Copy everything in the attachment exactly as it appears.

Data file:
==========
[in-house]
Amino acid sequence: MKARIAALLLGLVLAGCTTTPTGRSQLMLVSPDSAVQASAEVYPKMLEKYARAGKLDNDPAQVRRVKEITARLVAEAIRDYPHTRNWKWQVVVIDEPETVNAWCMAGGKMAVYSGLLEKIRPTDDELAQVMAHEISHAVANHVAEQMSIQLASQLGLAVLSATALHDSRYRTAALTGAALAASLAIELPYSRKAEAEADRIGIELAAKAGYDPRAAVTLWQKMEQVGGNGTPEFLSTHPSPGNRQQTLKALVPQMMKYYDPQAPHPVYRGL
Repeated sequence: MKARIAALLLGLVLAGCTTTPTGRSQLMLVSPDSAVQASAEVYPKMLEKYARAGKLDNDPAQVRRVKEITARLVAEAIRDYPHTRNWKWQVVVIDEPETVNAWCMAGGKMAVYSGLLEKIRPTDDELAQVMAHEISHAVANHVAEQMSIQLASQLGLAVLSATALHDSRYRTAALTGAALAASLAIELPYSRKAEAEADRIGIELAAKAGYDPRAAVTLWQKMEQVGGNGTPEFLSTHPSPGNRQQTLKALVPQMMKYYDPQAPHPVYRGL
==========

[in-house]
Amino acid sequence: MKARIAALLLGLVLAGCTTTPTGRSQLMLVSPDSAVQASAEVYPKMLEKYARAGKLDNDPAQVRRVKEITARLVAEAIRDYPHTRNWKWQVVVIDEPETVNAWCMAGGKMAVYSGLLEKIRPTDDELAQVMAHEISHAVANHVAEQMSIQLASQLGLAVLSATALHDSRYRTAALTGAALAASLAIELPYSRKAEAEADRIGIELAAKAGYDPRAAVTLWQKMEQVGGNGTPEFLSTHPSPGNRQQTLKALVPQMMKYYDPQAPHPVYRGL
Repeated sequence: MKARIAALLLGLVLAGCTTTPTGRSQLMLVSPDSAVQASAEVYPKMLEKYARAGKLDNDPAQVRRVKEITARLVAEAIRDYPHTRNWKWQVVVIDEPETVNAWCMAGGKMAVYSGLLEKIRPTDDELAQVMAHEISHAVANHVAEQMSIQLASQLGLAVLSATALHDSRYRTAALTGAALAASLAIELPYSRKAEAEADRIGIELAAKAGYDPRAAVTLWQKMEQVGGNGTPEFLSTHPSPGNRQQTLKALVPQMMKYYDPQAPHPVYRGL